Four Simple Key Performance Indicators for Continual Improvement

Duration 60 Mins
Level Basic
Webinar ID IQW20C0342

  • Removal of all forms of waste, as opposed to just poor quality, delivers proven bottom line results in the language of money as proven by    the Ford Motor Company in the first part of the 20th century
  • Unprecedented wages for workers
  • Enormous profits for investors ($2500 per dollar invested after 19 years, when Ford bought out his stockholders)
  • Lower rather than higher prices for customers
  • Industrial output resulting in not just the defeat of the Axis in the Second World War, but of the Central Powers in the First
  • The biggest barrier to removal of waste is not lack of a technical solution, but failure to recognize the waste in the first place

1.Henry Ford's key performance indicators:

  • Waste of the time of things (cycle time). Any time not spent on actual transformation of the product is waste.Inventory is proportional to cycle time.Cycle time accounting can force this waste to become visible, although any parts that are not actually having something done  to them should attract the workforce's attention
  • Waste of the time of people (motion inefficiency). People cannot be paid to walk, or bend over
  • Waste of energy: often identifiable through a gap analysis like that described in ISO 50001. Wasted energy often hides in plain view, e.g. as light pollution over cities. Is the objective to light the streets, or the sky

2.The organization's existing CAPA process (required by ISO 9001 and IATF 16949) will handle any form of waste if we treat the waste as a gap (like poor quality) between the existing state and the desired or possible future state. Once the workforce and other relevant interested parties know Ford's four KPIs, they can initiate CAPA for any waste they discover. This is exactly how the Ford Motor Company achieved much of its success long ago and the same principles will work equally well today.

Overview of the webinar

Poor quality is only one of the Toyota production system's Seven Wastes, and it is also the only one that announces its presence. The other six are (1) asymptomatic, (2) often present 100% of the time because they do nothing to announce their presence, and (3) often more costly than poor quality. Brick laying, as practiced until the 20th century, wasted 63% of the workers' labor through waste motion. The biggest barrier to removal of waste (muda) is rarely lack of a technical solution but instead failure to identify it in the first place.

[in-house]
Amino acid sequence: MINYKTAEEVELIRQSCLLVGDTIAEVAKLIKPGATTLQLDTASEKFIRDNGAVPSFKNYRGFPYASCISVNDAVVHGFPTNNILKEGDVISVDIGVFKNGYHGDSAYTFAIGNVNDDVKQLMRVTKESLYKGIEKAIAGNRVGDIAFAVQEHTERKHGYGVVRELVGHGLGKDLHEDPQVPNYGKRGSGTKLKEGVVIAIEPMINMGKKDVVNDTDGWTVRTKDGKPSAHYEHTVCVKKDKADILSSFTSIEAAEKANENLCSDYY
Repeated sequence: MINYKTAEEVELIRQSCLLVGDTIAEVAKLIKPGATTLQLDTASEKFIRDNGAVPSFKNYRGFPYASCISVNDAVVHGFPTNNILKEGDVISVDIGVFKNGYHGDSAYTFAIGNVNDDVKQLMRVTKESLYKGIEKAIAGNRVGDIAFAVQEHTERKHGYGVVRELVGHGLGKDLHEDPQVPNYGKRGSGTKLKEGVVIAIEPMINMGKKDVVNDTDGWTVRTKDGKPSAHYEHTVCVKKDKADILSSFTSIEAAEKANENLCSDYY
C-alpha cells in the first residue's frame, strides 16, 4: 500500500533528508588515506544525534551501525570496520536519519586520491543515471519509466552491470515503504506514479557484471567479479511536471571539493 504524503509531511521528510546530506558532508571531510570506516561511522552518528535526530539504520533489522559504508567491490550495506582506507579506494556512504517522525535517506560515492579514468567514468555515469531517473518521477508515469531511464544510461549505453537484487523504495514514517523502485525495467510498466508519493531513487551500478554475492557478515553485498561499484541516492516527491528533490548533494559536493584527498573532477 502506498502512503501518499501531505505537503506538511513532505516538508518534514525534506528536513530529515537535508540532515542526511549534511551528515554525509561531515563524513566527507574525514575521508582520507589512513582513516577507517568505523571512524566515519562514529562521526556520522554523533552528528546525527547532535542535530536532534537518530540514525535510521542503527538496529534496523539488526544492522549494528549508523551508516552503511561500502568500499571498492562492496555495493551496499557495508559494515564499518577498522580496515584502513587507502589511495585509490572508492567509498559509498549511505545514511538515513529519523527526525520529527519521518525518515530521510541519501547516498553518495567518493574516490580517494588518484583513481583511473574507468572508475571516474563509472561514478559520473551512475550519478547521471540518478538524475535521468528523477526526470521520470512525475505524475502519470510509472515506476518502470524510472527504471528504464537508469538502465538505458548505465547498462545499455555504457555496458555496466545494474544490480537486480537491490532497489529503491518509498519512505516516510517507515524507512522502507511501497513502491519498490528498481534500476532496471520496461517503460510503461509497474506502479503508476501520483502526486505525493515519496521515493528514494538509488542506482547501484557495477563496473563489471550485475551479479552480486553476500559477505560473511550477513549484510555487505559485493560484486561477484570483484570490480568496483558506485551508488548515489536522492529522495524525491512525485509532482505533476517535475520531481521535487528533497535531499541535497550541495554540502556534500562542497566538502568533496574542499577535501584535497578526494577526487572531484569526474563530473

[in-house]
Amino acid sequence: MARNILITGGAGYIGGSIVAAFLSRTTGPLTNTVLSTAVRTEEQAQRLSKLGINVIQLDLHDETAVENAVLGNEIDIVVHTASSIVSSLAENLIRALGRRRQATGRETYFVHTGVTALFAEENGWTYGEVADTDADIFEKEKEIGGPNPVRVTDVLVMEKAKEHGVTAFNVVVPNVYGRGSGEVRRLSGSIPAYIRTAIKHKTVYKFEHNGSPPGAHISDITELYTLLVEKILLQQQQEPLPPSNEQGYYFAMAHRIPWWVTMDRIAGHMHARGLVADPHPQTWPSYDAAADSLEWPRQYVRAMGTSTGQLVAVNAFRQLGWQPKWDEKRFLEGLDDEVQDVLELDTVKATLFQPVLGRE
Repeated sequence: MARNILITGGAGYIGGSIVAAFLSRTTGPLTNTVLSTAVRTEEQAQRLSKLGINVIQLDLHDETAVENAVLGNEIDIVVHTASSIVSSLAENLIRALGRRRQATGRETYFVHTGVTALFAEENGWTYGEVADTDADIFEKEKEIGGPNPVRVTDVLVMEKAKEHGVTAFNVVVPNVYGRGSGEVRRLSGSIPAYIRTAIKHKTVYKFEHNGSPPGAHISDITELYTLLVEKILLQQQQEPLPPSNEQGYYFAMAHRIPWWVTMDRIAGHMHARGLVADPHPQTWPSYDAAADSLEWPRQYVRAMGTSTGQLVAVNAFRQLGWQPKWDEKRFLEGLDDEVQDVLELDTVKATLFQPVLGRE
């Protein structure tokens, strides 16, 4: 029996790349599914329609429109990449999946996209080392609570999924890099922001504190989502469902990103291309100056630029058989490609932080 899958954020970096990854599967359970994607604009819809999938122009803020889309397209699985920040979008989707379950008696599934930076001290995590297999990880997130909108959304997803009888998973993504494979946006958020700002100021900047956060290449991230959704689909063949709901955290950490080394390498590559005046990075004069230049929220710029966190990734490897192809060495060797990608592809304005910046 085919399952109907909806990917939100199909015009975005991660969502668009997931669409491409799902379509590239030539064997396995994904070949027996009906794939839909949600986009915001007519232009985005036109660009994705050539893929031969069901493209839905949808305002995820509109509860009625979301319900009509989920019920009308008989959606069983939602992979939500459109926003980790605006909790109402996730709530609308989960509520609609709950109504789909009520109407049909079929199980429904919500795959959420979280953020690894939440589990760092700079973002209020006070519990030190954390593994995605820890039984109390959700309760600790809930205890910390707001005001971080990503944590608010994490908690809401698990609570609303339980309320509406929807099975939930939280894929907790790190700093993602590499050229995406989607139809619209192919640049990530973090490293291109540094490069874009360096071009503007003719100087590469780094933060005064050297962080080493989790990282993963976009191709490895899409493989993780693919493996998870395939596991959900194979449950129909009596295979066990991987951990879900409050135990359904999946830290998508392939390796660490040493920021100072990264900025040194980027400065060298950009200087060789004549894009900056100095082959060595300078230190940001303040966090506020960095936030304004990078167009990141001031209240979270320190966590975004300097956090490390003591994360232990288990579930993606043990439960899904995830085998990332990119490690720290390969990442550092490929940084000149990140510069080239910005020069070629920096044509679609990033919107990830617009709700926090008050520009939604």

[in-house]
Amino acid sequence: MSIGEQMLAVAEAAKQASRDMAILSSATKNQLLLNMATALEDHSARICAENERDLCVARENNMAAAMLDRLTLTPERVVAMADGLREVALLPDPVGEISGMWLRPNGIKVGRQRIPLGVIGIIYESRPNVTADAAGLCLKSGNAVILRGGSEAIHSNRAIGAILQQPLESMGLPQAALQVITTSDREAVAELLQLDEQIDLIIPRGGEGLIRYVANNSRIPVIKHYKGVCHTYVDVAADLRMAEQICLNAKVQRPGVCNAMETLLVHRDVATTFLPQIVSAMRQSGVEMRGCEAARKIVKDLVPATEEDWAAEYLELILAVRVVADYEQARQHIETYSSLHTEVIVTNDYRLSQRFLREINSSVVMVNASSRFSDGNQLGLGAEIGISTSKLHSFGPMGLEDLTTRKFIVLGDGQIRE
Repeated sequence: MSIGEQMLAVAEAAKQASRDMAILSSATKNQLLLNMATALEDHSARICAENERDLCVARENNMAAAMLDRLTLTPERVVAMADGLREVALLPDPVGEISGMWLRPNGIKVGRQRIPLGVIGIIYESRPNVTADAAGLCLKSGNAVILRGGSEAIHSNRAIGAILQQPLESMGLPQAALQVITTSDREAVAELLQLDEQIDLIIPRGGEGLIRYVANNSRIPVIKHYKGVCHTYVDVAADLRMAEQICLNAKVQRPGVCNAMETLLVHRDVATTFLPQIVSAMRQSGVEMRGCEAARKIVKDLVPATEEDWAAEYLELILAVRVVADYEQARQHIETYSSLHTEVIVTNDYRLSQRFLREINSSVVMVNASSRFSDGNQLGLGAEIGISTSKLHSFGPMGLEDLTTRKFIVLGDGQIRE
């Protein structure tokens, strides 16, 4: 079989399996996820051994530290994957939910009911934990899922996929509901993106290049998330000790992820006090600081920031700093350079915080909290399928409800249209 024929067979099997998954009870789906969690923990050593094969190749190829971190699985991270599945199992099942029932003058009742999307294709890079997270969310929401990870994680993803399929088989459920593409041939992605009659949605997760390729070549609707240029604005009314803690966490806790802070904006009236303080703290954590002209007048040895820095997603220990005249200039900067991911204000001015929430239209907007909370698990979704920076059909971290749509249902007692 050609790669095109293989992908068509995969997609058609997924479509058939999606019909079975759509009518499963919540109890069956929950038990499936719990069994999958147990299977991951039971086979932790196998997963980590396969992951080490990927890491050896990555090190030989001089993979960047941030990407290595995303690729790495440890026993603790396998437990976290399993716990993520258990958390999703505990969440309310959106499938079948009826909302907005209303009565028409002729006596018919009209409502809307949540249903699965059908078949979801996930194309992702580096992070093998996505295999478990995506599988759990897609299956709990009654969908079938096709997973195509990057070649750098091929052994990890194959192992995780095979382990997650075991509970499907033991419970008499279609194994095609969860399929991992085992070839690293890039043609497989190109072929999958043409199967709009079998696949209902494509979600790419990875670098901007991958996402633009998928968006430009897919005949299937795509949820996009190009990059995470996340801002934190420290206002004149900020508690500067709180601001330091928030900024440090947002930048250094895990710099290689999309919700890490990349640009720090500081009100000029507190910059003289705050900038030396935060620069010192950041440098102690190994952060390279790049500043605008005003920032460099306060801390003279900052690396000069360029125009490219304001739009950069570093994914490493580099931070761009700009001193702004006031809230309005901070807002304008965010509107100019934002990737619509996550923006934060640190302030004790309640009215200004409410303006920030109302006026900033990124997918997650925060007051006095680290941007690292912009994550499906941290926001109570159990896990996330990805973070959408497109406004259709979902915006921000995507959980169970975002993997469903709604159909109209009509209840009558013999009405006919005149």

Henry Ford wrote that it is possible to waste exactly three things: time, material, and energy. Waste of time can be subdivided into time of things (cycle time, which is proportional to inventory, one of the Seven Wastes) and time of people (motion inefficiency, another of the Seven Wastes). All seven TPS wastes can in fact be expressed in these terms.

Once the workforce (and other relevant interested parties such as customers and suppliers) know how to recognize these four wastes on sight, or possibly with the aid of simple analytical techniques, they can initiate corrective and preventive action (CAPA) to remove the root causes of the waste. Off the shelf CAPA processes such as AIAG's Effective Problem Solving (CQI-20) and 8D (8 Disciplines) can be used for this purpose.

Who should attend?

  • Manufacturing and Quality Management Professionals
  • Quality Practitioners
  • Executives Responsible for Profit and Loss

Why should you attend?

The Ford Motor Company achieved unprecedented bottom line results, including a 63% rate of return for investors, falling prices for customers, and rising wages for employees, with four key performance indicators (KPIs) as described by Henry Ford.

These KPIs can be learned in an hour (the duration of this session) and taught to any workforce in roughly the same amount of time. This positions the workforce, and other relevant interested parties, to identify waste that would otherwise hide in plain sight—possibly for decades.

These KPIs are as relevant today as they were 100 years ago because they encompass all seven Toyota production system wastes, and even more.  They also support sustainability through their relationship to ISO 14001 and ISO 50001.

Faculty - Mr. William A. Levinson

William A. Levinson, P.E., is the principal of Levinson Productivity Systems, P.C. He is an ASQ Fellow, Certified Quality Engineer, Quality Auditor, Quality Manager, Reliability Engineer and Six Sigma Black Belt. He is also the author of several books on quality, productivity and management, of which the most recent is The Expanded and Annotated My Life and Work: Henry Ford's Universal Code for World-Class Success.

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